Love London Love Culture rounds up the reviews for Jonathan Kent’s production starring Maggie Smith.
The Telegraph: ★★★★★ “A compelling history lesson. An acting master-class like no other. Dame Maggie Smith is back on the London stage for the first time in 12 years and – at the age of 84 – commands attention for more than 90 minutes without interruption by virtue of her undiminished expressive powers and the unflagging importance of the tale she has to relay – that of one of Goebbels’ secretaries, Brunhilde Pomsel (1911-2017), an ordinary woman who got a close-up view of the Nazi operation and yet had a strange and saving myopia when it came to grasping the full monstrosity of the regime.”
Time Out: ★★★★ “It is a totally brilliant performance, just don’t expect fireworks. Smith’s Pomsel – an altogether less imposing personality than Smith herself – is a woman who seems to constantly be wrestling with something: a struggle to remember? Guilt? Guilt at her lack of guilt? Horror at what previously uninterrogated memories of the Third Reich really signified? Often she stumbles over words or slightly loses her thread: maybe some of this is Smith stalling for time slightly, or perhaps each hesitation or repetition is immaculately scripted. Either way the effect of the same – low key magic, and a remarkable performance.”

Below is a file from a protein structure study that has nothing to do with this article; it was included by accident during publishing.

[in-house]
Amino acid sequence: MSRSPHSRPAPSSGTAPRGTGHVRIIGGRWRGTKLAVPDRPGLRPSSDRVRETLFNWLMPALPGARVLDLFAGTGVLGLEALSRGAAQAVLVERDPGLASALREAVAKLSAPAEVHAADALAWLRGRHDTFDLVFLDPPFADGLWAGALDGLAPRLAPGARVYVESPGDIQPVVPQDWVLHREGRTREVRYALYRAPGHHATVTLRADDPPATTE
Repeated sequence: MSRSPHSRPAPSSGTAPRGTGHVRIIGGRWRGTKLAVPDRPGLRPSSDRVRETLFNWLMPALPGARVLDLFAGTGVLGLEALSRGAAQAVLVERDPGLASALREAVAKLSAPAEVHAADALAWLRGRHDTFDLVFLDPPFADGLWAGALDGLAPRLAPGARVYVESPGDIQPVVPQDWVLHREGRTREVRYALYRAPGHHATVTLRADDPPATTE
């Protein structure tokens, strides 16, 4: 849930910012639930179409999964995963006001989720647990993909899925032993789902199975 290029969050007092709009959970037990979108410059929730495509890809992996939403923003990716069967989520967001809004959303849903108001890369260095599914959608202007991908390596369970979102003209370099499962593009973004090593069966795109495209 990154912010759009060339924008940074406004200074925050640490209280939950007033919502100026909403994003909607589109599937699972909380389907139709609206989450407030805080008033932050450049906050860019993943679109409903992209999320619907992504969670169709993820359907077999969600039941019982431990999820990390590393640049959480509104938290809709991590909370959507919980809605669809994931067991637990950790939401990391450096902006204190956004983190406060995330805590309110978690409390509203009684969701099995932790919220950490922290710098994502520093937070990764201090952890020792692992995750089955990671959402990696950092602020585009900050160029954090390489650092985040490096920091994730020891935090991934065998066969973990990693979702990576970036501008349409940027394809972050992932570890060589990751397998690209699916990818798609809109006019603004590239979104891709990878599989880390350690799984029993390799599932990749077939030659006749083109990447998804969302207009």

iNews: ★★★★★ “Smith mesmerises the audience, not with her familiar waspish putdowns, but with something much more insidious and sinister: complete ordinariness. She is compelling because of her calm normality, an old woman having trouble with her memory.”
The Guardian: ★★★★ “While watching Jonathan Kent’s production and Smith’s superb performance, we surrender to the power of the moment and the evocation of a time when lies became truth.”
The Times: ★★★★★ “This quiet tour de force from Maggie Smith is simply unforgettable – get a ticket if you can.”
Evening Standard: ★★★★ “Maggie Smith expertly portrays the character’s hesitations and evasions. She brandishes throughout a pair of glasses that she never puts on. They’re a nagging image of imperfect focus – one of many finely observed touches in a performance that’s expressive but restrained and affords an intimate view of the dangers of political complacency.”
London Theatre.co.uk: ★★★★★ “Smith’s own vocal inflections and mannerisms – her way of repeating certain words in a sentence, her natural pauses and conversational stumbles – perfectly match the character she is playing.”
The Metro: ★★★★ “In this carefully unsensational show, Smith powerfully makes the culpability of Pomsel’s ignorance – the justification of ordinary people who choose not to look — our guilt, too.”
A German Life continues to play at the Bridge Theatre until 11 May 2019.